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Stable angina pectoris overview

Published: June 20, 2009. Updated: July 29, 2009

Stable angina pectoris is chest pain in a patient already diagnosed to have ischemic heart disease that did not change its pattern during the preceding 2 months.


  • Congenital
  • Traumatic
  • Inflammatory
  • Tumor
  • Miscellaneous: metabolic, embolic, prinzmetal, dissection.
  • Increased O2 demand: thyrotoxicosis.
  • Decreased O2 supply: anemia, carbon monoxide poisoning.

Risk Factors

The overall incidence of death as a result of Ischemic heart disease is 0.5 in 1000. Certain risk factors increase the incidence of this disease and its complications.

  • Age: the incidence increases with age, the incidence being 1.5 in 1000 at the age of 50.
  • Gender: Males are more prone than females (especially premenopausal women). Males are 5 times more prone to develop the disease at the age of 50.
  • Serum cholesterol: A ratio of LDL to HDL of greater than 4:1 increases the risk dramatically. Conversely, a higher HDL level seems to offer protection. Serum cholesterol levels should be kept below 200mg/dL.
  • Smoking: increases the incidence by 60%.
  • Hypertension: whether systolic or diastolic tends to increase the risk.
  • Diabetes mellitus: is known to increase the incidence of IHD both in males and females.
  • Family history: a familial predisposition is known to exist and is in part due to inheritence of the above risk factors.
  • Oral contraceptives is associated with an increased incidence of myocardial infarction.
  • Gout, Type A personality, premature arcus corneae, obesity, hypertriglyceridemia and diagonal ear lobe crease have all been reported to increase the risk of developing ischemic heart disease.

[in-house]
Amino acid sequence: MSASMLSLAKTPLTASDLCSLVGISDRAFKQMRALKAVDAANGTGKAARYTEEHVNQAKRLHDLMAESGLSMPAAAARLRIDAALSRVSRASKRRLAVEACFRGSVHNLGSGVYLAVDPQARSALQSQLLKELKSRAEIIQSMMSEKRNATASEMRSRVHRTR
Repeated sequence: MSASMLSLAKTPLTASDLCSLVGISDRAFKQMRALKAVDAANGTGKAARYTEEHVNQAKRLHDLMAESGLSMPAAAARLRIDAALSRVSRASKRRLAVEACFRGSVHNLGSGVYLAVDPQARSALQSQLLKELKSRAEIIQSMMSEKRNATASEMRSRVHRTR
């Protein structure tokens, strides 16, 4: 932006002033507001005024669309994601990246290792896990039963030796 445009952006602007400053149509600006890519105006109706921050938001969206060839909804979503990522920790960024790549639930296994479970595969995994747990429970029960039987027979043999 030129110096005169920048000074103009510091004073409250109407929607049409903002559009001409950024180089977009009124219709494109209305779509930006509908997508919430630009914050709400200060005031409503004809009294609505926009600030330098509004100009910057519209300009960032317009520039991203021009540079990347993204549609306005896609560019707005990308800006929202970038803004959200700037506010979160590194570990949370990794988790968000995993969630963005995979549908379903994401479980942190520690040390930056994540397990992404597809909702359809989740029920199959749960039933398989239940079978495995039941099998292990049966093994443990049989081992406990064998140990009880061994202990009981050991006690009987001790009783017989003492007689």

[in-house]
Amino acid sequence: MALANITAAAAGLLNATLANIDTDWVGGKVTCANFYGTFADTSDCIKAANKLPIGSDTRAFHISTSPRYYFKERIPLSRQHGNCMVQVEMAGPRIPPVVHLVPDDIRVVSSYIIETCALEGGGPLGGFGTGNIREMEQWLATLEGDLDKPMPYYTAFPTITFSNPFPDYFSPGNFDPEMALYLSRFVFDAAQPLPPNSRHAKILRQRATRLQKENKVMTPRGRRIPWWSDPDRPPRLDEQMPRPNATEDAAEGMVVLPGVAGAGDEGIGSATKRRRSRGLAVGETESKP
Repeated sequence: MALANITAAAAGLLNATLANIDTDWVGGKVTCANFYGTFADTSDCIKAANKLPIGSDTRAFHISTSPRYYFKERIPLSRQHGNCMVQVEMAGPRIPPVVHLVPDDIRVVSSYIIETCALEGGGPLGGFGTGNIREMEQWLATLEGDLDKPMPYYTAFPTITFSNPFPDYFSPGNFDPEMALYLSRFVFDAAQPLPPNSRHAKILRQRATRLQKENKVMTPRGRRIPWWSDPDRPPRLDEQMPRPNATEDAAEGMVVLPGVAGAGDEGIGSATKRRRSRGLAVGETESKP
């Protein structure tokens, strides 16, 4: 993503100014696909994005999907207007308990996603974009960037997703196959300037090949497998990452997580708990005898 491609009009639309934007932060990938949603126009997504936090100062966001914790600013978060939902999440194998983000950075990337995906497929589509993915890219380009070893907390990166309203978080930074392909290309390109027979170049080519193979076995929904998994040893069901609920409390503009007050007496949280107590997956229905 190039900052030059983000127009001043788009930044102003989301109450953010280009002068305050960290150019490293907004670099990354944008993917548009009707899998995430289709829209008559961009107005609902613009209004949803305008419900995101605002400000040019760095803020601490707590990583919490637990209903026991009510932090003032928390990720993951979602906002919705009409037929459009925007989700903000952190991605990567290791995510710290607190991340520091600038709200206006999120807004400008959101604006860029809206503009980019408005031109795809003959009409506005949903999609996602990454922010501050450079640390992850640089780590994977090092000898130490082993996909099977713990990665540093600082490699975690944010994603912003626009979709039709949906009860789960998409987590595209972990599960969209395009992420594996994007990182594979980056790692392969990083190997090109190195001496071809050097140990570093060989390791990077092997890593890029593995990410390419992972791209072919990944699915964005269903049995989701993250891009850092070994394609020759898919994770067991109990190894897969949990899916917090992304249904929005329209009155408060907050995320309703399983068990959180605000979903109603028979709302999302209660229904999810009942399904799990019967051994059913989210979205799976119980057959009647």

Stable angina pectoris is caused by an imbalance between myocardial oxygen consumption and myocardial oxygen demands. MVO2 (myocardial oxygen demands) are affected by heart rate, blood pressure + contractility, tension.

ECG shows downslope of the ST segment during an attack or stress test. It may show upslope in Prinzmetal's angina.

Clinical picture

Central chest tightness or heaviness which is brought on by exertion and relieved by rest. It may radiate to the arms, the neck, jaw or teeth. Associated symptoms include dyspnea, nausea, sweatiness, faintness.

Precipitating factors

  • Exercise
  • Emotion
  • Cold weather
  • Heavy meals


Exercise stress test

Exercise must increase the heart rate to 85% of the predicted maximum for age to reach the optimal test specificity of 75%.

The stress test not only helps in the diagnosis of ambiguous cases but is required for stratification of patients with established angina into those with high risk of developing MI and those with low risk.

Stratification is established by categorizing patients into those that are markedly positive and those that aren't.

Markedly positive patients have any of the following:

  • New ST depression >1mm early after start.
  • New ST depression >2mm in multiple leads.